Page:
Tony, If your guests keep coming back, then you probably hit the right balance most of the time. There are rules in each country about how service at the table is to be conducted. You help yourself, someone comes around and serves diners from their left, you prepare plates for your guests, and a multitude of other possibilities according to the cultures. Then there are your own house rules, your own expression. I think this could be likened to some of the conversations I have seen in the "men's clothing" section (see "Is black suit an acceptable business attire"). I have a few friends who prepare plates. They are the kind of people who plan their holidays according to restaurants they wish to try abroad. They are wonderful people who know how to entertain, never skimp on the rare ingredients or the time necessary to complete a dish, but the drawback is that the conversation tends to revolve around food. I have found myself suggesting doing something other than a dinner at their place, such as a walk in the woods or "Just coffee", because sometimes the prospects of yet another dinner where it is all about guessing the ingredients or discussing Canadian cheeses is a bit too much for me to bear. My personal philosophy is for my meals to be appreciated, talked about for a minute or two, and then for my guests to resume their conversation while enjoying their meal and the atmosphere. I serve a number of ways, depending on what is on the menu. Obviously, for coquilles st Jacques en coquilles and gratinÃ©es, I serve guests as I do not want anyone to burn themselves. If it is a boeuf bourguignon, I will pass it around or stand by each guest holding the dish as they help themselves. I don't appreciate it much when someone serves me, I must say, but I always give the option to my guests.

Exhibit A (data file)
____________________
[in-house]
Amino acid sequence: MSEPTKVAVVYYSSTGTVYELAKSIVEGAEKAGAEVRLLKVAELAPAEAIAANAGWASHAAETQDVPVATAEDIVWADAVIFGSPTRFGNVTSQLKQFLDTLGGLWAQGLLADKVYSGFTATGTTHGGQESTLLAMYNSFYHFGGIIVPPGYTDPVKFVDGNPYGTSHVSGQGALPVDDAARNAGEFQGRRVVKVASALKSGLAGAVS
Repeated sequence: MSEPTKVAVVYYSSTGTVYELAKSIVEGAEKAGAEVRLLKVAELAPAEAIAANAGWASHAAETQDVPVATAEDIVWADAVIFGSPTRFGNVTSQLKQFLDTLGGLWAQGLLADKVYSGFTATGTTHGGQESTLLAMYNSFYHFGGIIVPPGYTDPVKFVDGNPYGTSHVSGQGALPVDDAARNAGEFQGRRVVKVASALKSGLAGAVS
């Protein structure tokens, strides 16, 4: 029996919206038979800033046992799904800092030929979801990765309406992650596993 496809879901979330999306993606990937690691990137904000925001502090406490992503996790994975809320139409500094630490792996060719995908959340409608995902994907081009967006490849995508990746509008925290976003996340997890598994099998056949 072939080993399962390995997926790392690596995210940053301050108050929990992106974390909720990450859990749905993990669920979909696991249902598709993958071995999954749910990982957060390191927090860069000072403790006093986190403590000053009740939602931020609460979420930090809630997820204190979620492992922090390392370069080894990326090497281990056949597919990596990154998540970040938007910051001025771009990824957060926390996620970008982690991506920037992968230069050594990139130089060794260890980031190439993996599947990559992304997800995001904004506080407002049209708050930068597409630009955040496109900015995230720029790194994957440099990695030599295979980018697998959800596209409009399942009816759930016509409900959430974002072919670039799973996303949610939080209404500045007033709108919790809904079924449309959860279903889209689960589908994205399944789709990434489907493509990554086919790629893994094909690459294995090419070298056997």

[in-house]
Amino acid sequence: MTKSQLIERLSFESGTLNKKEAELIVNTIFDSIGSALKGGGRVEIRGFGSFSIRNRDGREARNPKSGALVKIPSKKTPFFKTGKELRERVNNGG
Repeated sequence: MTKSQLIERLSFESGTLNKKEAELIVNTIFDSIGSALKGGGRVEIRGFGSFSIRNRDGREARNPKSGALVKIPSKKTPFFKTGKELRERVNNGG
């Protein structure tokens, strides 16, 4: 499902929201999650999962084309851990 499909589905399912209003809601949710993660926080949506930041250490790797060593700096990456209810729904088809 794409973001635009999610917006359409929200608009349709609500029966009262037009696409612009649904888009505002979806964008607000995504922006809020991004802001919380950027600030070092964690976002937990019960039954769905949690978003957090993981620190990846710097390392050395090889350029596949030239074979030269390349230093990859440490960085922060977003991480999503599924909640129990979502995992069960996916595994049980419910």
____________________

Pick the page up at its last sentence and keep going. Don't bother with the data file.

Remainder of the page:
post #16 of 51
2/7/05 at 3:57pm